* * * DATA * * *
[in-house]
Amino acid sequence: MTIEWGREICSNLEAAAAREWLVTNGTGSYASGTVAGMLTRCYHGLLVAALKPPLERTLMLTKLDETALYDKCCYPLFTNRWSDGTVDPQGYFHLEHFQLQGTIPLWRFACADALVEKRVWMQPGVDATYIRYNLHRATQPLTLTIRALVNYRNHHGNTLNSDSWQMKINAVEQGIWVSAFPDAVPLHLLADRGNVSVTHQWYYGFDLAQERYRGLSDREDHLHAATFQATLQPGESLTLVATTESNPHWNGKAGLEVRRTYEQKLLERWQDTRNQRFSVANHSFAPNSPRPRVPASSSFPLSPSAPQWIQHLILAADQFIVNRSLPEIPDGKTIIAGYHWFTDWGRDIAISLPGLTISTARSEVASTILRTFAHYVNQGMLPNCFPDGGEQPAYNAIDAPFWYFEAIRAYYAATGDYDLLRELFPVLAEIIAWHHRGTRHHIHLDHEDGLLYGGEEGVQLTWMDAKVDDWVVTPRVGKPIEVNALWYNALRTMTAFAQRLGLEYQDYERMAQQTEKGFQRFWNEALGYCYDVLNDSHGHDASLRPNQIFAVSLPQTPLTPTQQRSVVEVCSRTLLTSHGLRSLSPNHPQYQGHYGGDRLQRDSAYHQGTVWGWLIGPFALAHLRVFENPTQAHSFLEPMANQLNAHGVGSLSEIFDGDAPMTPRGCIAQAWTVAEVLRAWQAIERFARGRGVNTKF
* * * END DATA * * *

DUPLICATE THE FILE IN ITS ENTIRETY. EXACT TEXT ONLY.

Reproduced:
[in-house]
Amino acid sequence: MTIEWGREICSNLEAAAAREWLVTNGTGSYASGTVAGMLTRCYHGLLVAALKPPLERTLMLTKLDETALYDKCCYPLFTNRWSDGTVDPQGYFHLEHFQLQGTIPLWRFACADALVEKRVWMQPGVDATYIRYNLHRATQPLTLTIRALVNYRNHHGNTLNSDSWQMKINAVEQGIWVSAFPDAVPLHLLADRGNVSVTHQWYYGFDLAQERYRGLSDREDHLHAATFQATLQPGESLTLVATTESNPHWNGKAGLEVRRTYEQKLLERWQDTRNQRFSVANHSFAPNSPRPRVPASSSFPLSPSAPQWIQHLILAADQFIVNRSLPEIPDGKTIIAGYHWFTDWGRDIAISLPGLTISTARSEVASTILRTFAHYVNQGMLPNCFPDGGEQPAYNAIDAPFWYFEAIRAYYAATGDYDLLRELFPVLAEIIAWHHRGTRHHIHLDHEDGLLYGGEEGVQLTWMDAKVDDWVVTPRVGKPIEVNALWYNALRTMTAFAQRLGLEYQDYERMAQQTEKGFQRFWNEALGYCYDVLNDSHGHDASLRPNQIFAVSLPQTPLTPTQQRSVVEVCSRTLLTSHGLRSLSPNHPQYQGHYGGDRLQRDSAYHQGTVWGWLIGPFALAHLRVFENPTQAHSFLEPMANQLNAHGVGSLSEIFDGDAPMTPRGCIAQAWTVAEVLRAWQAIERFARGRGVNTKF